CEOs have a moral obligation to consider their legacy – to consider what the organisation and the individual stand for, he said.

His conclusions and recommendations for action were that every company must create social value, which he defined as inclusive growth and shared value. At the same time, a company is not a discrete entity; it does not stand alone in its importance but within a chain of manufacturers and suppliers. Stakeholders must therefore form alliances with each other and with NGOs.

Business should keep its eye on the long term as well as the short term; this approach has already seen the reinvention of Dutch companies such as DSM, Philips, and Unilever said the professor. He added that gross domestic product (GDP) is no longer a good measure of a country’s success, because it does not include the costs of unsustainable production. Balkenende explained that true performance can be measured by integrated reporting., which summarises value creation over time.

Measurability of change

The professor – a former prime minister of the Netherlands – said the role of government should be to finance innovation and adapt regulations, not only nationally but also regionally and locally, for companies of all sizes. Governments should also promote sustainable procurement and encourage partnerships that create networks of organisations in the supply, manufacture and distribution chains.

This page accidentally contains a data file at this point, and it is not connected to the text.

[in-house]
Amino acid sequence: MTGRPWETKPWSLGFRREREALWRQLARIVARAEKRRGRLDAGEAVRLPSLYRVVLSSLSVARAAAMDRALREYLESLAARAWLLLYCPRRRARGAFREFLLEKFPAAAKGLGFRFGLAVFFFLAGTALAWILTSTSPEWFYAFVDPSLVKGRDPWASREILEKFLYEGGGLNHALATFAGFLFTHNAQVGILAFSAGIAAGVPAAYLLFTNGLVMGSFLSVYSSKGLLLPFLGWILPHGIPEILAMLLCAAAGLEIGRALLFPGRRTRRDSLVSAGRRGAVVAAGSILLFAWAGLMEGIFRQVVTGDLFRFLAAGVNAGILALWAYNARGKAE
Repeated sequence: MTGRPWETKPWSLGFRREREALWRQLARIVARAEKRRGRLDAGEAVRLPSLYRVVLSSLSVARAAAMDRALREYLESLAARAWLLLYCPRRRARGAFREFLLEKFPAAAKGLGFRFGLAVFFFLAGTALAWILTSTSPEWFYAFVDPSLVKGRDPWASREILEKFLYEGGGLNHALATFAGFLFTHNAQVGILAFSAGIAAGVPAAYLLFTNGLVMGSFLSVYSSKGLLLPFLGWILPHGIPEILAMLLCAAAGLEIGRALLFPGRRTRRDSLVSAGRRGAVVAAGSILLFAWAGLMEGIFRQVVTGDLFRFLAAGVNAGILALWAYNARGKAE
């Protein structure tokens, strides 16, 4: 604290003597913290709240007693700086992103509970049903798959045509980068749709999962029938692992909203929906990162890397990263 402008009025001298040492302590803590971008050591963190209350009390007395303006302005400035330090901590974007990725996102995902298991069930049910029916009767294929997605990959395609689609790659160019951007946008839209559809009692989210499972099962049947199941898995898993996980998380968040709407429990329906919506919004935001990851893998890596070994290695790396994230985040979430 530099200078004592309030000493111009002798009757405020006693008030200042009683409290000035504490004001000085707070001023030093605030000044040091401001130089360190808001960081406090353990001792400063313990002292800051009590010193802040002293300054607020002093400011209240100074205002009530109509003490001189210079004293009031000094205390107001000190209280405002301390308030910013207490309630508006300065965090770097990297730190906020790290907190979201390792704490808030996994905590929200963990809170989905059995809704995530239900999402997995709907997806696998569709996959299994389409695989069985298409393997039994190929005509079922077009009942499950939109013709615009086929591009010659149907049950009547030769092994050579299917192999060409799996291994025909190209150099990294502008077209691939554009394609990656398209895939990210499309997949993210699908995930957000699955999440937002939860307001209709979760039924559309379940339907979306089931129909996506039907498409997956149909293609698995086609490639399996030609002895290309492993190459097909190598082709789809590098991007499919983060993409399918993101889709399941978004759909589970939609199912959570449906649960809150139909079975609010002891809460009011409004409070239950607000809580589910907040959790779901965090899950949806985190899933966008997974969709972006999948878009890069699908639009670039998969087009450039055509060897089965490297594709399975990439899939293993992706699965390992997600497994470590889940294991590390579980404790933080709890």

“Growth is good. Growing is in our nature. But we must learn to grow sustainably,” he said. “Development co-operation has long served the interests of the industry. Now it is about the measurability of the change.” He noted that this required leadership and action.

* This question – of whether or not sustainability is financially sustainable – is explored by RSM’s Prof. Rob van Tulder in his recently published short book: Business and the Sustainable Development Goals – a framework for effective corporate involvement, which is free to download.

More information

Rotterdam School of Management, Erasmus University (RSM) is one of Europe’s top 10 business schools. RSM provides ground-breaking research and education furthering excellence in all aspects of management and is based in the international port city of Rotterdam – a vital nexus of business, logistics and trade. RSM’s primary focus is on developing business leaders with international careers who can become a force for positive change by carrying their innovative mindset into a sustainable future. Our first-class range of bachelor, master, MBA, PhD and executive programmes encourage them to become critical, creative, caring and collaborative thinkers and doers. Study information and activities for future students, executives and alumni are also organised from the RSM office in Chengdu, China.

For more information about RSM or this release, please contact Marianne Schouten, communications manager for RSM, on +31 10 408 2877 or by email at